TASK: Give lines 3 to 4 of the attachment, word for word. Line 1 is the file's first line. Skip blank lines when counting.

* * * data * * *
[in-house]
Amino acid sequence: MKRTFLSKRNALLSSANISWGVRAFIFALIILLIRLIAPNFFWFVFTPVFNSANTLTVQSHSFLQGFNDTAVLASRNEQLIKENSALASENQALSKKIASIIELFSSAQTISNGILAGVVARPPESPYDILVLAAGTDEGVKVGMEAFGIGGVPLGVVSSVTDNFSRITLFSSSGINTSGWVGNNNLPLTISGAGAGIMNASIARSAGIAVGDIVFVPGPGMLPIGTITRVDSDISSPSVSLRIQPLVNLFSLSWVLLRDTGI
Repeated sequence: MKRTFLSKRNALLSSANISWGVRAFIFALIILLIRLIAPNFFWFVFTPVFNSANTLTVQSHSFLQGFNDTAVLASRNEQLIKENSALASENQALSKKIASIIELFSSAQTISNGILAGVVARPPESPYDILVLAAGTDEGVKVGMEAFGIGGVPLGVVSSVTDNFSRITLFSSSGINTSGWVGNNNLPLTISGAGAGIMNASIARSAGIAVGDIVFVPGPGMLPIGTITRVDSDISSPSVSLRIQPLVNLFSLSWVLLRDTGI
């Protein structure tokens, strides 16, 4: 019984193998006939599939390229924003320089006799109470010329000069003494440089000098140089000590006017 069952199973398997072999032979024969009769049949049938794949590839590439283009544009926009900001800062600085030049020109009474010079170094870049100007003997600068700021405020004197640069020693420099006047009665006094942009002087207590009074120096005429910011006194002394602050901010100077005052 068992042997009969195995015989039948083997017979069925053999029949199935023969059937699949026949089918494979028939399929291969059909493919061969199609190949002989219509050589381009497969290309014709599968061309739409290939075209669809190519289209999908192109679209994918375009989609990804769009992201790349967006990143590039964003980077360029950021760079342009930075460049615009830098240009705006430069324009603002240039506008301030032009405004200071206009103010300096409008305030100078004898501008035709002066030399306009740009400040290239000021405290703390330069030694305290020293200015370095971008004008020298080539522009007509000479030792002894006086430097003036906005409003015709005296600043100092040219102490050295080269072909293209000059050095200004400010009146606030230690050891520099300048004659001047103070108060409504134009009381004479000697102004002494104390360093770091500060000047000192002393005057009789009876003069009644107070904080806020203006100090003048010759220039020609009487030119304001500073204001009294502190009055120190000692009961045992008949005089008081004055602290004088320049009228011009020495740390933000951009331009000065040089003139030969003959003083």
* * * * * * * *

Repeated sequence: MKRTFLSKRNALLSSANISWGVRAFIFALIILLIRLIAPNFFWFVFTPVFNSANTLTVQSHSFLQGFNDTAVLASRNEQLIKENSALASENQALSKKIASIIELFSSAQTISNGILAGVVARPPESPYDILVLAAGTDEGVKVGMEAFGIGGVPLGVVSSVTDNFSRITLFSSSGINTSGWVGNNNLPLTISGAGAGIMNASIARSAGIAVGDIVFVPGPGMLPIGTITRVDSDISSPSVSLRIQPLVNLFSLSWVLLRDTGI
């Protein structure tokens, strides 16, 4: 019984193998006939599939390229924003320089006799109470010329000069003494440089000098140089000590006017 069952199973398997072999032979024969009769049949049938794949590839590439283009544009926009900001800062600085030049020109009474010079170094870049100007003997600068700021405020004197640069020693420099006047009665006094942009002087207590009074120096005429910011006194002394602050901010100077005052 068992042997009969195995015989039948083997017979069925053999029949199935023969059937699949026949089918494979028939399929291969059909493919061969199609190949002989219509050589381009497969290309014709599968061309739409290939075209669809190519289209999908192109679209994918375009989609990804769009992201790349967006990143590039964003980077360029950021760079342009930075460049615009830098240009705006430069324009603002240039506008301030032009405004200071206009103010300096409008305030100078004898501008035709002066030399306009740009400040290239000021405290703390330069030694305290020293200015370095971008004008020298080539522009007509000479030792002894006086430097003036906005409003015709005296600043100092040219102490050295080269072909293209000059050095200004400010009146606030230690050891520099300048004659001047103070108060409504134009009381004479000697102004002494104390360093770091500060000047000192002393005057009789009876003069009644107070904080806020203006100090003048010759220039020609009487030119304001500073204001009294502190009055120190000692009961045992008949005089008081004055602290004088320049009228011009020495740390933000951009331009000065040089003139030969003959003083």